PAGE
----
It was as much a Democratic initiative, led by state Sen. Teresa Ruiz (D-Essex), and Christie didn’t get everything he wanted in compromises to win NJEA support. But it still wouldn’t have happened without Christie’s backing. And it rewrote the equation for teachers’ job security and how they are evaluated. Still, 18 months later, it remains very much a work in progress, with the new evaluation systems only now in place and many questions as to how well they will work.

5. Newark, Camden, and new aggressiveness in state takeovers

Almost 30 years ago, New Jersey was the first state in the country to take over troubled school districts, and it has been trying feverishly since then to figure out how to relinquish that control. But Christie has only stepped up the state’s oversight in his first term, installing an aggressive reformer in Cami Anderson to be superintendent in Newark and taking over a fourth district in Camden last year.

Both districts are deep in changes, including Newark’s performance-based teachers contract and its continued use of $100 million in funds donated by Facebook founder Mark Zuckerberg, a deal in part brokered by Christie. But Newark also faces deep divisions and unrest over Anderson’s plans.

6. Abbott rulings and the Supreme Court

New Jersey’s reputation for having one of the most activist courts when it comes to school funding was reaffirmed in Christie’s first year, when the state Supreme Court ordered that $500 million be restored from his cuts to the state’s 31 neediest districts.

That only emboldened the governor into more open hostility with the court’s liberal wing, and spurred his attempts to remake it with new appointments. At least so far, he has been blocked by the Democratic legislature.

7. Schundler, then Cerf

Perhaps Christie’s biggest day-to-day impact is in his choice of state education commissioner, and that decision hasn’t been without drama. His first commissioner was former Jersey City mayor and gubernatorial candidate Bret Schundler, but that ended badly when the state screwed up its application for federal Race to the Top funds and Schundler was summarily fired.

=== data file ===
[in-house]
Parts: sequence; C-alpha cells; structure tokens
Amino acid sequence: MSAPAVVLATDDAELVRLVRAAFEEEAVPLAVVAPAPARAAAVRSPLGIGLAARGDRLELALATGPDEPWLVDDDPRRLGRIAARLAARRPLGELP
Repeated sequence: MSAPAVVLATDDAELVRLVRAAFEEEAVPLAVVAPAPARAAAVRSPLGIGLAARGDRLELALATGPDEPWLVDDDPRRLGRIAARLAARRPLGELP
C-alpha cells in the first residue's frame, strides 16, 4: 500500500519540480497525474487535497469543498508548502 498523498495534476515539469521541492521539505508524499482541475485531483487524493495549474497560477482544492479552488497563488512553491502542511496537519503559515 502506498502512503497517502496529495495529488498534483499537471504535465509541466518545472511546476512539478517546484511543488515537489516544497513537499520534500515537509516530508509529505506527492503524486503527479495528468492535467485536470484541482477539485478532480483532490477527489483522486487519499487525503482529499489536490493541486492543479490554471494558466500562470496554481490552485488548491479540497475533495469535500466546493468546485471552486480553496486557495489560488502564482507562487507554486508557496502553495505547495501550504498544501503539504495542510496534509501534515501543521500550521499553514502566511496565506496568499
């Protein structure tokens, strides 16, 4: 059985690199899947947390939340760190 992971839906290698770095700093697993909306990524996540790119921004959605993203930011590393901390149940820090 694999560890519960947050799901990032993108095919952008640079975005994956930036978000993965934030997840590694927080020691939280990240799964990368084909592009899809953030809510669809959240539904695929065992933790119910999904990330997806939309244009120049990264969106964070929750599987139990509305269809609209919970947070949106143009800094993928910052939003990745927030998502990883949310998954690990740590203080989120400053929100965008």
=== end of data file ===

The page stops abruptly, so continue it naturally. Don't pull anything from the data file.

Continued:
His replacement, Chris Cerf, has been even more aggressive -- and controversial -- in pressing for reforms and remaking the state Department of Education, and he has overseen the boldest of the changes in his nearly three years in office.

8. Testing and data

While it began before him, among the initiatives that Cerf has helped lead has been the advent of more sophisticated -- and polarizing -- data systems for tracking students, schools, and soon, teachers. There will only be an increase in data as the state moves to more-frequent testing under the new Common Core PARCC exams in Cerf's second term.

9. Charter school expansion

Christie came in as a crusader for more charter schools, and his first year saw unprecedented growth in that sector. But while the alternative schools have continued to expand, with more than 80 now in place statewide, there has also been new and unprecedented pushback from suburban and, more recently, urban districts. Nonetheless, charter schools increase the options available to students, especially in places like Newark, which is on track to see a third of its students in charters by 2016.

10. Superintendent pay

It only directly affects a small handful of individuals, but it has been argued that Christie’s unilateral caps on school superintendent pay (the upper limit is $175,000 -- the governor’s own salary) have made it difficult to attract experienced, talented supers to the state. The rules have been legally challenged in vain, but face a possible expiration in 2016 if not renewed.

Honorable mention:

·         The Anti-Bullying Bill of Rights: Not a Christie initiative and signed quietly, if not reluctantly, by the governor.

·         Common Core and PARCC: Adopted by the state board of Education in Christie’s first summer, but part of a movement well underway before his arrival. Nevertheless, he and Cerf have embraced the changes.

·         The Schools Development Authority: This may be a story of what hasn’t happened, since Christie all but stalled the school construction program while he revamped the agency.

·         School vouchers: Another nonevent, since the governor’s push for the Opportunity Scholarship Act has so far been unsuccessful -- despite seemingly endless debate.